I always wondered why my mom didn’t put me into dance earlier? From age 3-7 I would religiously watch the Baryshnikov/Kirkland Nutcracker every day, a copy that my grandma gave me. When PBS aired PNB’s Nutcracker, my Grandma recorded it, via VHS and gave it to me as well. I was addicted. I hadn’t even started dance classes yet. There are pictures of me religiously watching it. After preschool, lunch and reading, my mom would try to make me take a nap with her as I would normally get into trouble somewhere in the early afternoon. When these naps came about I would purposefully would toss and turn, and this would lead my mom to let me go to the living room and watch the Nutcracker. Somewhere between Snow and Prologue she would come out, and insist I turn it off and do something educational. I would beg, because the real dancing hadn’t started yet and the clowns hadn’t even danced. Little did I know, that one of those clowns would become a coach later on. Then in PNB’s Nutcracker, I would become obsessed with flowers and snow. Then my life happened, the Nutcracker was going to be in theaters, the NYCB version with Darci Kistler. And that is when I knew that is how I wanted to dance… The problem was, I hadn’t even started dancing yet… My sister and cousins were all in dance… But I wasn’t. Despite the fact that I had to go watch my sisters take class all the time… I hadn’t been enrolled.
Finally, when it came to be… I wasn’t allowed to do ballet. I did boys class which included jazz and tap.
Then, finally, I knew I wanted to do ballet and I finally got my wish. It was so late. So late. After an excellent elementary school, I went to a performing arts middle school with the condition that I keep a GPA over 3.5, stayed in the GATE program, and did other extra curricular activities. Needless to say, I wasn’t getting the training I needed. Then Center Stage came out, and I knew that I wanted that life. With the condition that I kept up all my responsibilities, I was able to quite the dance program at the middle school and go to a pre professional school. Then high school came about, and I knew I had to dance more. So, I doubled up on classes, by my freshman year of high school, I enrolled at a junior college so I could accumulate more credits. By the age of fifteen I had finished high school, differed from colleges to make my parents happy, but I did this so I could focus on ballet.
Then while at this pre professional school, a former principal from National Ballet of Canada told me I would never be a dancer. So, it shattered my world, and I was like, “Fuck. I gave up Uni for this…”
While at the junior college, I found out they offered ballet classes late at night. And I thought, this is perfect! I can double up on my ballet training. I juggled the two back and forth and by January, I had auditions. As rejection letters and acceptance letters came, I was really confused. I had done everything right… I did everything my parents asked me, and everything my teachers asked me but I didn’t get in anywhere that I really wanted. This being SAB.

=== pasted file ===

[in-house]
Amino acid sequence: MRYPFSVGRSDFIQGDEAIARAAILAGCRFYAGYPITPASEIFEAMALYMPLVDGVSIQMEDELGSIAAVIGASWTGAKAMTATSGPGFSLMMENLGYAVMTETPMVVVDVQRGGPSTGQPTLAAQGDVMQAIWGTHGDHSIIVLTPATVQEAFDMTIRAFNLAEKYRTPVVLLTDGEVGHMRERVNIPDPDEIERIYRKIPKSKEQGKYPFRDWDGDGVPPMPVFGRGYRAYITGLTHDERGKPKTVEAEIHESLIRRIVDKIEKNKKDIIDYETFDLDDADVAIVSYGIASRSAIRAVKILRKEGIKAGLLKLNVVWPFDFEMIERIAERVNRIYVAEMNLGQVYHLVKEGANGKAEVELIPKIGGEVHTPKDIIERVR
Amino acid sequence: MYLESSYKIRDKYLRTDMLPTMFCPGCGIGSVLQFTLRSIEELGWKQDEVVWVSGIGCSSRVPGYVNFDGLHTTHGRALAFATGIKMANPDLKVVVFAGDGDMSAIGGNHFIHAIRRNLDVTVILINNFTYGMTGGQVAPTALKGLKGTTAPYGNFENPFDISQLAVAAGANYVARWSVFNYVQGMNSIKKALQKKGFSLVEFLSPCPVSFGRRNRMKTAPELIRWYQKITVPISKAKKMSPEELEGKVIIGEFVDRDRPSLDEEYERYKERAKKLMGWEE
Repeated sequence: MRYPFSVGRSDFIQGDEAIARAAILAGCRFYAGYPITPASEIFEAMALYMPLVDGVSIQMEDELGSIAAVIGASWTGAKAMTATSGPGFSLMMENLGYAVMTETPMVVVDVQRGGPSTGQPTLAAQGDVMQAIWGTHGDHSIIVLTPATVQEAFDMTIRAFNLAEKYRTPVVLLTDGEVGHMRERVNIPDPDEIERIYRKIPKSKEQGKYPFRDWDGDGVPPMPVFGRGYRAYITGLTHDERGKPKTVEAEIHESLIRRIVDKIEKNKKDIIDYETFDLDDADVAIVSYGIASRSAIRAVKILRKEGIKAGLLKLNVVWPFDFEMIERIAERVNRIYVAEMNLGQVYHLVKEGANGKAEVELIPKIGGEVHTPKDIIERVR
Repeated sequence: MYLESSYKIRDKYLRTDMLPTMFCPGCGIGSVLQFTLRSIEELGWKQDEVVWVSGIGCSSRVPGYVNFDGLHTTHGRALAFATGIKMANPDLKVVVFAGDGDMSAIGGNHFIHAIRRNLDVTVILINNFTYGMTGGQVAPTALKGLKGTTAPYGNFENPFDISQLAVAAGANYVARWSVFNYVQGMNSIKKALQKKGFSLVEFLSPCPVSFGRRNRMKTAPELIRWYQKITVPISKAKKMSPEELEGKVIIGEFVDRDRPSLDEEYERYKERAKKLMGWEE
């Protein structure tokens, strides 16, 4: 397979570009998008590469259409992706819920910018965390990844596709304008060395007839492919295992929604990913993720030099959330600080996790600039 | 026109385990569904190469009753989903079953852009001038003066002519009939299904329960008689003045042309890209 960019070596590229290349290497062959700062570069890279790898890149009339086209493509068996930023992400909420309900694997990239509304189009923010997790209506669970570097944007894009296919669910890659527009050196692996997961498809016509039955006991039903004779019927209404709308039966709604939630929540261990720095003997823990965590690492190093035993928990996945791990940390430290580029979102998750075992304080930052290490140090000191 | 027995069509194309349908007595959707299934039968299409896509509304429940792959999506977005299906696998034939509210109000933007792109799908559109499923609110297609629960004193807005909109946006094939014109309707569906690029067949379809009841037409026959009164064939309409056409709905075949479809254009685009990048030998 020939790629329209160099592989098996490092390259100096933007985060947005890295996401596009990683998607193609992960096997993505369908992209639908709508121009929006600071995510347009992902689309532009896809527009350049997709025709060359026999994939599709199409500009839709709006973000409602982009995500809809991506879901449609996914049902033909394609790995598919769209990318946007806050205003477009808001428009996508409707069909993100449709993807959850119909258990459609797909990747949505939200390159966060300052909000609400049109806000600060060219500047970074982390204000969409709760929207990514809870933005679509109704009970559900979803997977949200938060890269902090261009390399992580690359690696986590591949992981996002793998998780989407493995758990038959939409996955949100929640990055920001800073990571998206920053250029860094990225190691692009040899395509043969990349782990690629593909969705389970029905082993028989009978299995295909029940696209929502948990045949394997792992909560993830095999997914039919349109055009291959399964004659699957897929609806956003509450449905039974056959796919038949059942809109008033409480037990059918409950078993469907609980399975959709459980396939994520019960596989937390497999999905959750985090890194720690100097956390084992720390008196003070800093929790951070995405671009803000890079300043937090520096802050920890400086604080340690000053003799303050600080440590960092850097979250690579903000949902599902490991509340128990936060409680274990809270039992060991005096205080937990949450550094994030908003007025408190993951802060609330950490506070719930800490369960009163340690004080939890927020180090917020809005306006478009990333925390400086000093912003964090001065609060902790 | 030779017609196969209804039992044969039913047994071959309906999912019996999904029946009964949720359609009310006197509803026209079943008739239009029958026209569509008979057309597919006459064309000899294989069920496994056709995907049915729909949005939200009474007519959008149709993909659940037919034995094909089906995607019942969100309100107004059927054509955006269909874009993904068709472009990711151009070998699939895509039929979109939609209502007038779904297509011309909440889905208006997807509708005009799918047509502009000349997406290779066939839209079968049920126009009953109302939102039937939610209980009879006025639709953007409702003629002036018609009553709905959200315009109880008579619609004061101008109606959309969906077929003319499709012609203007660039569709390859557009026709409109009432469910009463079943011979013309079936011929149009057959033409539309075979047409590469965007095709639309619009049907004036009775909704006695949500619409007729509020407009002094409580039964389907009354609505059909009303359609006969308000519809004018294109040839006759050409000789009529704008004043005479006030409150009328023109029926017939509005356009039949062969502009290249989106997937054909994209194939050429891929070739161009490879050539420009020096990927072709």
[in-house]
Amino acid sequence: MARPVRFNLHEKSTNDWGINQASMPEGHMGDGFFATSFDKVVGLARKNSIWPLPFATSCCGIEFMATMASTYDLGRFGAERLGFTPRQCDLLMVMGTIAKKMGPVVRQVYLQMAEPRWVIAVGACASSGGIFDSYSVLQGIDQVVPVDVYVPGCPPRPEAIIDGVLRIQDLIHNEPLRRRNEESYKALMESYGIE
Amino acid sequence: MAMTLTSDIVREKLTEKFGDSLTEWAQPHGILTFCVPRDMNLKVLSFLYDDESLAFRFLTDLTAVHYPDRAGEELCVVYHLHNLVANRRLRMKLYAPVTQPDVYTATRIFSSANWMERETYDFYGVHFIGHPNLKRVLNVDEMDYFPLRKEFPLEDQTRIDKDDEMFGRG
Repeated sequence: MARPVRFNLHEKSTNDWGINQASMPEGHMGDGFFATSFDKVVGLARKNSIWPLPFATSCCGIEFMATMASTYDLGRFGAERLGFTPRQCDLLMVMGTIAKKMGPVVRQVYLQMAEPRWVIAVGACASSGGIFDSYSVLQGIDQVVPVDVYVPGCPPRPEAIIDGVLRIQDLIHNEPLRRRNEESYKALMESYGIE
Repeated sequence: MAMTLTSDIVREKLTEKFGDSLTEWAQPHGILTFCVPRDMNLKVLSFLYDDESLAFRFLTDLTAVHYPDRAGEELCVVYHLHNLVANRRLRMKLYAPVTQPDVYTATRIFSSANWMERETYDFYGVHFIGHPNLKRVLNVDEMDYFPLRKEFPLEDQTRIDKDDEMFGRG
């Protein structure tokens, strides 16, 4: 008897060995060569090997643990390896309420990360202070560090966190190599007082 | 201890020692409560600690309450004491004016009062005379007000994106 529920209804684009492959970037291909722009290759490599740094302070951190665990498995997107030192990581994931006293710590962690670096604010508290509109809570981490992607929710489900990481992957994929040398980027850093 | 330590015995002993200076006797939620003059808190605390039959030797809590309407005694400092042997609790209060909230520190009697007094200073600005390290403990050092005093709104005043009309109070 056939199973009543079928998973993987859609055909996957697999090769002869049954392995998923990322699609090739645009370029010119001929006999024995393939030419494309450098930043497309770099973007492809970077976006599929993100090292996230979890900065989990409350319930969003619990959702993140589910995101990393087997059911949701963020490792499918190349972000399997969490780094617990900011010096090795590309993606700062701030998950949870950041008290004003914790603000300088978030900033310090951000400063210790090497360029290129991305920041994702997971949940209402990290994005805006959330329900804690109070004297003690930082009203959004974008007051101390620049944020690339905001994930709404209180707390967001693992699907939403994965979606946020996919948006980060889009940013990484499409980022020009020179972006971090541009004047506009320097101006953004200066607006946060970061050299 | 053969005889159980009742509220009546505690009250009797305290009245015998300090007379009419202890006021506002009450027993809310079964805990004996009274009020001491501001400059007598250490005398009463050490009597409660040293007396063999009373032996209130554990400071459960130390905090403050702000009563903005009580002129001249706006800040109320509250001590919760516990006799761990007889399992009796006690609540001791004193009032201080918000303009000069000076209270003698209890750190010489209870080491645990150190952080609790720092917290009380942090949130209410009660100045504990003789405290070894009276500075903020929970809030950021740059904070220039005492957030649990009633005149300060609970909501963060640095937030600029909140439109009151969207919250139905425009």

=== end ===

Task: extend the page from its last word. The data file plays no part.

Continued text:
Then, while under the advisement of the junior college professor, she told me to consider going to a university and majoring in dance. I knew this isn’t want I wanted, but what if the world didn’t have a ballet plan for me? I was taking class at a college here in soCal and as I finished adagio at center I was walking to the side when a man tapped his finger on the glass and told me to come over. I kind of shook my head, but then the music in class stopped and the professor told me I should go out there and talk to him. I didn’t know who he was. He basically asked me a couple questions and asked if I wanted to come to his school for the summer. I had no clue who he was… It was Alonzo King of LINES Ballet. This was before LINES was everywhere. Deadlines were coming up and my parents told me I had to make decisions… So, while eating my favorite chinese food reading about all these programs, I opened my fortune cookie and it said: You will dance to a different beat.
Being the crazy that I am, I was like THIS IS A SIGN. So, I went to LINES. And as beautiful as it was, and as glorious as it was… I knew that this isn’t how I wanted to dance. I didn’t care about what muscles moved what, I didn’t care about finesse and I didn’t care about how a plié made me feel. I knew I wanted to have long lines, and deep fourths. I wanted over crossed everything and I wanted to move fast… Every modern teacher said I was too Balanchine. Every ballet teacher said I didn’t have the body for ballet. It was really discouraging. Despite all of my kicking and dragging on at LINES I had met beautiful dancers who I still catch up with to this day. I came home discouraged, but my Grandma showed me this article about SoCal girls doing it up big. It was referring to Ashley Ellis and Misty Copeland, just coming off their spotlight awards, coca cola scholars and acceptances to ABT Studio company… So, I moved in with my grandma to train at their studio… The caliber of training was amazeballs… It was intense training… But, it was SOOOOOOO classical. Anything remotely unclassical was frowned upon, and the Balanchine was driven out. Then I went to CPYB, thinking okay, if all of the principals of NYCB have gone here… I must go, and they had a University in the same city, so I could keep going on with my education. The training was beyond exceptional, but this time… life handed me a different set of cards… I never thought I would experience racism in a ballet classroom, I never thought I would be the only asian male for miles, I never thought a lot of things would ever happen to me… and they did. I grew up in Southern California, my parents are white, and my brothers and sisters are all from different countries. Growing up my best friend was half french half black, and my other best friend was half German half mexican. Racism was the furthest thing from my mind… So, when comments by teachers were made about me being oriental, or that I had to open my eyes bigger… I was like wtf. This was the first time race became utterly important, but it also crushed me. So, despite CPYB’s advice, I decided to go audition for companies and got in. I begged the school the company was associated with to let me come early and just be in the school so I could get out of CPYB. Dance ended but brought teaching… Teaching brought back hope for ballet for me. Watching students leave this summer to join companies, go to SAB, and other summer programs, go off to university to dance on scholarship… Makes me feel like I can really do this… which basically caused this retrospective…